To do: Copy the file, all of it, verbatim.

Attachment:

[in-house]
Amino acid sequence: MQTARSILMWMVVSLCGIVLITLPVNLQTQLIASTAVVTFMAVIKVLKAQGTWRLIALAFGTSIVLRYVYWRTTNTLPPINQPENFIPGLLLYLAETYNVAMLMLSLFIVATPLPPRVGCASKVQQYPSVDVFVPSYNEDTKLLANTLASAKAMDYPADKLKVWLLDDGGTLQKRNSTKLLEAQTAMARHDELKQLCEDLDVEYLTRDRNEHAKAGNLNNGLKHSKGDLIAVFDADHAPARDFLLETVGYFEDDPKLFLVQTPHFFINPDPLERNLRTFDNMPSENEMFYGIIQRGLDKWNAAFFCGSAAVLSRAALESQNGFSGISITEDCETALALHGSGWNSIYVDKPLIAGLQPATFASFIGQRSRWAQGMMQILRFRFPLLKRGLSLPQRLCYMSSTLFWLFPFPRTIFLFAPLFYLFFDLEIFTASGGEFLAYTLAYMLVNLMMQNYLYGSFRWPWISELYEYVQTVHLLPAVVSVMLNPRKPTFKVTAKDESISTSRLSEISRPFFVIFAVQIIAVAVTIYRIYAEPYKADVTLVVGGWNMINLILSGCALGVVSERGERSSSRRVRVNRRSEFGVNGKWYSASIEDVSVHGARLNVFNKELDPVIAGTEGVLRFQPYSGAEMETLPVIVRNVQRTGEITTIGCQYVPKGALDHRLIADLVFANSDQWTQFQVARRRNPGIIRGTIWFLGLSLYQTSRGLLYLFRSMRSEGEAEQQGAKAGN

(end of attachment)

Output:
[in-house]
Amino acid sequence: MQTARSILMWMVVSLCGIVLITLPVNLQTQLIASTAVVTFMAVIKVLKAQGTWRLIALAFGTSIVLRYVYWRTTNTLPPINQPENFIPGLLLYLAETYNVAMLMLSLFIVATPLPPRVGCASKVQQYPSVDVFVPSYNEDTKLLANTLASAKAMDYPADKLKVWLLDDGGTLQKRNSTKLLEAQTAMARHDELKQLCEDLDVEYLTRDRNEHAKAGNLNNGLKHSKGDLIAVFDADHAPARDFLLETVGYFEDDPKLFLVQTPHFFINPDPLERNLRTFDNMPSENEMFYGIIQRGLDKWNAAFFCGSAAVLSRAALESQNGFSGISITEDCETALALHGSGWNSIYVDKPLIAGLQPATFASFIGQRSRWAQGMMQILRFRFPLLKRGLSLPQRLCYMSSTLFWLFPFPRTIFLFAPLFYLFFDLEIFTASGGEFLAYTLAYMLVNLMMQNYLYGSFRWPWISELYEYVQTVHLLPAVVSVMLNPRKPTFKVTAKDESISTSRLSEISRPFFVIFAVQIIAVAVTIYRIYAEPYKADVTLVVGGWNMINLILSGCALGVVSERGERSSSRRVRVNRRSEFGVNGKWYSASIEDVSVHGARLNVFNKELDPVIAGTEGVLRFQPYSGAEMETLPVIVRNVQRTGEITTIGCQYVPKGALDHRLIADLVFANSDQWTQFQVARRRNPGIIRGTIWFLGLSLYQTSRGLLYLFRSMRSEGEAEQQGAKAGN